What should be of antitrust concern is how Apple has used its iOS monopoly power in anticompetitive ways that go far beyond what Microsoft was lambasted for doing to Netscape in the now-ancient 1990s.
Three recent speeches by Obama Administration officials provide key insights into the rather conflicted view of current policymakers on the appropriate role of competition regulation in today’s age of digital-fueled disruption.
New legal service technologies are premised on the prediction that significant change in the legal industry will be driven by consumers and small businesses, not by lawyers and law firms. It’s a hard notion with which to disagree.
There’s a famous old political adage — “where you stand is where sit” (also known as Miles’ Law) — meaning basically that government policy positions are dictated more by agency imperative and institutional memory than objective consideration of the public interest. A related concept is “regulatory capture,” where administrative agencies over time become defenders of the status quo and pursue objectives more for regulated firms […]
Three high-level FTC staffers are backing Tesla in its ongoing fight to sell electric cars directly to consumers.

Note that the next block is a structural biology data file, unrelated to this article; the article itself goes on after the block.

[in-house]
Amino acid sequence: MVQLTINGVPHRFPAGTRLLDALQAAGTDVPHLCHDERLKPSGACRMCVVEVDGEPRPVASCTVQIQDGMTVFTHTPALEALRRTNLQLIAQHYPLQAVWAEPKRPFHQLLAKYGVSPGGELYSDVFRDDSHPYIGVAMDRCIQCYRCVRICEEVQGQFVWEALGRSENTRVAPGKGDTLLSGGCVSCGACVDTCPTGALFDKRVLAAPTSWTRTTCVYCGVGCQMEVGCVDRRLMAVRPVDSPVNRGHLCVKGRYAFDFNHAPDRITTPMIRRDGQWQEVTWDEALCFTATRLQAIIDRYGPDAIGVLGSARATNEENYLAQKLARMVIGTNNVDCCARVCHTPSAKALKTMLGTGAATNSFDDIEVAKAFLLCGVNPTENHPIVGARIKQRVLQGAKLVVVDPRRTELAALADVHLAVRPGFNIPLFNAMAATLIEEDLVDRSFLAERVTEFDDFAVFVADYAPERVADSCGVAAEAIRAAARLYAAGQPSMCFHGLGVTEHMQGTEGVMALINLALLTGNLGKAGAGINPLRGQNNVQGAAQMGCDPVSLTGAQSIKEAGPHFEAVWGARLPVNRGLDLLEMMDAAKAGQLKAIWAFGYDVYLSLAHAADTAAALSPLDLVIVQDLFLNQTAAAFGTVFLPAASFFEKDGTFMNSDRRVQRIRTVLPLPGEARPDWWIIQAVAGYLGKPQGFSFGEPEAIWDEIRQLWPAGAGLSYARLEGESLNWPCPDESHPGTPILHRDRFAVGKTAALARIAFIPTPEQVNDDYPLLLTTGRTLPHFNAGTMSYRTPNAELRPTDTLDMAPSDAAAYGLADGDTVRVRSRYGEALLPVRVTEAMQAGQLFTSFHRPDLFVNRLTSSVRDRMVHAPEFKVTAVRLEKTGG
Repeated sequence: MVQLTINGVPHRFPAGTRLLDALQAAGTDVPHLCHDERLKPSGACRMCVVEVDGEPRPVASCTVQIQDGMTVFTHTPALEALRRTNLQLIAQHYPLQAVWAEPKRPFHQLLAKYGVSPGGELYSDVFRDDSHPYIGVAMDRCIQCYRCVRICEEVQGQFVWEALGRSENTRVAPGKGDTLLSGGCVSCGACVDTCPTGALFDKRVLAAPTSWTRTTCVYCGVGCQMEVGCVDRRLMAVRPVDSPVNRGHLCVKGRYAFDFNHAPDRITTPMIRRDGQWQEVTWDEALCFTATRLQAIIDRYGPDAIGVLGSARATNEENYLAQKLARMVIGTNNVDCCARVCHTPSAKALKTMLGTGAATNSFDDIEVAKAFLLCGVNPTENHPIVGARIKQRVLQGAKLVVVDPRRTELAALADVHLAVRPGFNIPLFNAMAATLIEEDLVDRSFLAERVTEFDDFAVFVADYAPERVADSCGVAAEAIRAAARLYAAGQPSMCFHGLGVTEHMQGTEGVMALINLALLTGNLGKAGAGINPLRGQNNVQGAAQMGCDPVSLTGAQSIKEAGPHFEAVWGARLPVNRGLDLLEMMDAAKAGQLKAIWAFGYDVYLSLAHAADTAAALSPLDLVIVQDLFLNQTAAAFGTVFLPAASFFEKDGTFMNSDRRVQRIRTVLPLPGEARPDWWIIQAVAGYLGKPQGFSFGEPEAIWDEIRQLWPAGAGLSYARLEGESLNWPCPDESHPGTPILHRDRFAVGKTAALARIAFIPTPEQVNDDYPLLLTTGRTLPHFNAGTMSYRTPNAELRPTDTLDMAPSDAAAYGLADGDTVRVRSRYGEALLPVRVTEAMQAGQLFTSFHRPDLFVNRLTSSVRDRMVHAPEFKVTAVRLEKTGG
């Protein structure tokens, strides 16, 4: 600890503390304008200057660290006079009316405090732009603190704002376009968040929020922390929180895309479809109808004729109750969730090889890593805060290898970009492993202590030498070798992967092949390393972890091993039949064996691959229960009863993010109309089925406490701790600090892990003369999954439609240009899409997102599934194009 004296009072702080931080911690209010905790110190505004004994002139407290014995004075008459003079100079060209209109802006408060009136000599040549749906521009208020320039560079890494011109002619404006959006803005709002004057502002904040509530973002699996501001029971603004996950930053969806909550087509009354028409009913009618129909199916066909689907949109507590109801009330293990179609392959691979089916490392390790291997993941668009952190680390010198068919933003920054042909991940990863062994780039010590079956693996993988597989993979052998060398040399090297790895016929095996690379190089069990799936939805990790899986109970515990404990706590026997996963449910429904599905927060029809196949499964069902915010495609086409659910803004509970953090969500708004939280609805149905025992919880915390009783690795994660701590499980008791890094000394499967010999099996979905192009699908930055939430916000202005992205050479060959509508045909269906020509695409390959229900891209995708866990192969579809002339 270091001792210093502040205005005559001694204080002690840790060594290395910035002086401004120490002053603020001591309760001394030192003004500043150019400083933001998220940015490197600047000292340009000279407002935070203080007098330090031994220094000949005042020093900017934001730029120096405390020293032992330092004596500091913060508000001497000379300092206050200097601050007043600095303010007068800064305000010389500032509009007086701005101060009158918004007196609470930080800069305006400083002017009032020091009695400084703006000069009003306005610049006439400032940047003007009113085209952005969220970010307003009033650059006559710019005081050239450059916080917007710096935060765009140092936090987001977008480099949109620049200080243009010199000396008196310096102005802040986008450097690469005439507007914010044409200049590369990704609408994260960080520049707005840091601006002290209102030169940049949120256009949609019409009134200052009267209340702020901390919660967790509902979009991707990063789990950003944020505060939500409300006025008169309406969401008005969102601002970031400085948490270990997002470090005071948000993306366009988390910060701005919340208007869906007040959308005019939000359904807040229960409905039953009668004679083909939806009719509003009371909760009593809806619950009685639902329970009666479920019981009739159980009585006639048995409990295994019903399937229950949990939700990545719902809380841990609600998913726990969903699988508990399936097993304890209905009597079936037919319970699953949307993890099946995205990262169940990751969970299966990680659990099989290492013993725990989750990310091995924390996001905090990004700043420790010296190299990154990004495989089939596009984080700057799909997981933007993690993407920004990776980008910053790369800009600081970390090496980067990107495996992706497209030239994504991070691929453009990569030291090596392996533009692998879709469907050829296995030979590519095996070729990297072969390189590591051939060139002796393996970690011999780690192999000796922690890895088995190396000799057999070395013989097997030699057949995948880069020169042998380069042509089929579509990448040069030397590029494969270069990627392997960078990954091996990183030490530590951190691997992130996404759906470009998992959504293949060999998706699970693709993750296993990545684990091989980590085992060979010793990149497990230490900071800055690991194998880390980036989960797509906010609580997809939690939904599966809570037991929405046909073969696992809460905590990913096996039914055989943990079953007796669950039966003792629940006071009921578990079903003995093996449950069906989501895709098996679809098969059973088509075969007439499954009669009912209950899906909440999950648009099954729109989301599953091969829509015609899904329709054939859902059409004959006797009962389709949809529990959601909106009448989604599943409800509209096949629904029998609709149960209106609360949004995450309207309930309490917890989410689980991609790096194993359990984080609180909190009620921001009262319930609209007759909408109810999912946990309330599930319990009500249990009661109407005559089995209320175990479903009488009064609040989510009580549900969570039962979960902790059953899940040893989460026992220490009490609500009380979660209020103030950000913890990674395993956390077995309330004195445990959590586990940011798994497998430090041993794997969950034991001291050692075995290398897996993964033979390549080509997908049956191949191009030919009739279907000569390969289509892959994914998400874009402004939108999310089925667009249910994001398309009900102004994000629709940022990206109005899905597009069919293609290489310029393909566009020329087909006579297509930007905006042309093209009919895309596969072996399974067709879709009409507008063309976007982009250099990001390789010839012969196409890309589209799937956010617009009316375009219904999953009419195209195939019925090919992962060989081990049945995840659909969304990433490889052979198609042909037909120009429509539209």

By winning the US v. Bazaarvoice trial without showing that post-closing competitive effects in the nascent market it chose to attack had not, in fact, been harmful to consumers, the Justice Department’s success may have done more damage to antitrust law — and the appropriate role for government predictions of market development — than they ever intended.
Tesla is going to have to slog through a long and extremely expensive 50-state battle against archaic dealer-protection laws to implement its business model. Wish them luck.
With the Square-Starbucks joint venture, we are now on the verge of an inflection point for commercial payments. How many more years or decades before currency itself becomes extinct?
One year ago, the Wall Street Journal and other business publications reported that the Federal Trade Commission (FTC) had launched an investigation into “Twitter and the way it deals with the companies building applications and services for its platform.” Let’s hope the FTC’s 2011 Twitter investigation is mothballed in 2012.
Many are speculating that 2009 represents a fundamental turning point for the venture capital industry.